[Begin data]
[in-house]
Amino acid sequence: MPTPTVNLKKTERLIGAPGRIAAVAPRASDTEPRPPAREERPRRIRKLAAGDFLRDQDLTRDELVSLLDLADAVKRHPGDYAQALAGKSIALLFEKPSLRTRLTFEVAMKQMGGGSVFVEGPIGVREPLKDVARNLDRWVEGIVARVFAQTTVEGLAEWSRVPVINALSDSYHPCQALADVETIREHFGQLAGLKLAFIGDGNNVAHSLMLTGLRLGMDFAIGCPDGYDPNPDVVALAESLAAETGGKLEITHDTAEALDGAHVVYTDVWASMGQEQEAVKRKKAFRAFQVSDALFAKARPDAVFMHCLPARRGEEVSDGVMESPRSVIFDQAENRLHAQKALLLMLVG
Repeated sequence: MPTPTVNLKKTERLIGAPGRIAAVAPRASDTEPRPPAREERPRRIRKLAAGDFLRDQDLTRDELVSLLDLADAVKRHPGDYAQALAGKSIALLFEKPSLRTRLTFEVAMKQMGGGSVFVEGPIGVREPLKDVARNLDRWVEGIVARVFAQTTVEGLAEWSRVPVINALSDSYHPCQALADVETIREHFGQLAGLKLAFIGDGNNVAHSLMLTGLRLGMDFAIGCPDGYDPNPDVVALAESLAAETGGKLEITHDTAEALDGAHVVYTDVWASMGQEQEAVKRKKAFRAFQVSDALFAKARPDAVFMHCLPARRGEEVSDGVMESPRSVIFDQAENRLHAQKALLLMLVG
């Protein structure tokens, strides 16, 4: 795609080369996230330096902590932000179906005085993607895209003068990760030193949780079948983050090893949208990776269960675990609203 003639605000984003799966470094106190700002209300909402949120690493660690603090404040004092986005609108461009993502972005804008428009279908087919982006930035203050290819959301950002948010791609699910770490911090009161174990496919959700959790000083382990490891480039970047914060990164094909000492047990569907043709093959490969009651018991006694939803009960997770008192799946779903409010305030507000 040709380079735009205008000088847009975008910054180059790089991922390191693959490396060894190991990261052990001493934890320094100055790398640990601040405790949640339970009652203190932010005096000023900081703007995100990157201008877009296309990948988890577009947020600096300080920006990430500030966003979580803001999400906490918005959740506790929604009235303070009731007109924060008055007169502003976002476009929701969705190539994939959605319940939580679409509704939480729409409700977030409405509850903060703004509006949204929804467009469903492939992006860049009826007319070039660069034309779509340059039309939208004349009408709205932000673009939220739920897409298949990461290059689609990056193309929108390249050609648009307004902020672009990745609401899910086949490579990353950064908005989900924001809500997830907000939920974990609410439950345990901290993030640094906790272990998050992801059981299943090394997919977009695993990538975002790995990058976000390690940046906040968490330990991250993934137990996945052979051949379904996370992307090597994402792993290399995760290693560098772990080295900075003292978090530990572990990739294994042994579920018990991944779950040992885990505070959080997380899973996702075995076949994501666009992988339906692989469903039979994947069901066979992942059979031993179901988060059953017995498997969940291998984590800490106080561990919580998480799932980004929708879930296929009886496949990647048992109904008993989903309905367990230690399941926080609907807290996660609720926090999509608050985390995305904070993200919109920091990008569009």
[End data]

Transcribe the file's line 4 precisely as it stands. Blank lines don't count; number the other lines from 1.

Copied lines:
């Protein structure tokens, strides 16, 4: 795609080369996230330096902590932000179906005085993607895209003068990760030193949780079948983050090893949208990776269960675990609203 003639605000984003799966470094106190700002209300909402949120690493660690603090404040004092986005609108461009993502972005804008428009279908087919982006930035203050290819959301950002948010791609699910770490911090009161174990496919959700959790000083382990490891480039970047914060990164094909000492047990569907043709093959490969009651018991006694939803009960997770008192799946779903409010305030507000 040709380079735009205008000088847009975008910054180059790089991922390191693959490396060894190991990261052990001493934890320094100055790398640990601040405790949640339970009652203190932010005096000023900081703007995100990157201008877009296309990948988890577009947020600096300080920006990430500030966003979580803001999400906490918005959740506790929604009235303070009731007109924060008055007169502003976002476009929701969705190539994939959605319940939580679409509704939480729409409700977030409405509850903060703004509006949204929804467009469903492939992006860049009826007319070039660069034309779509340059039309939208004349009408709205932000673009939220739920897409298949990461290059689609990056193309929108390249050609648009307004902020672009990745609401899910086949490579990353950064908005989900924001809500997830907000939920974990609410439950345990901290993030640094906790272990998050992801059981299943090394997919977009695993990538975002790995990058976000390690940046906040968490330990991250993934137990996945052979051949379904996370992307090597994402792993290399995760290693560098772990080295900075003292978090530990572990990739294994042994579920018990991944779950040992885990505070959080997380899973996702075995076949994501666009992988339906692989469903039979994947069901066979992942059979031993179901988060059953017995498997969940291998984590800490106080561990919580998480799932980004929708879930296929009886496949990647048992109904008993989903309905367990230690399941926080609907807290996660609720926090999509608050985390995305904070993200919109920091990008569009």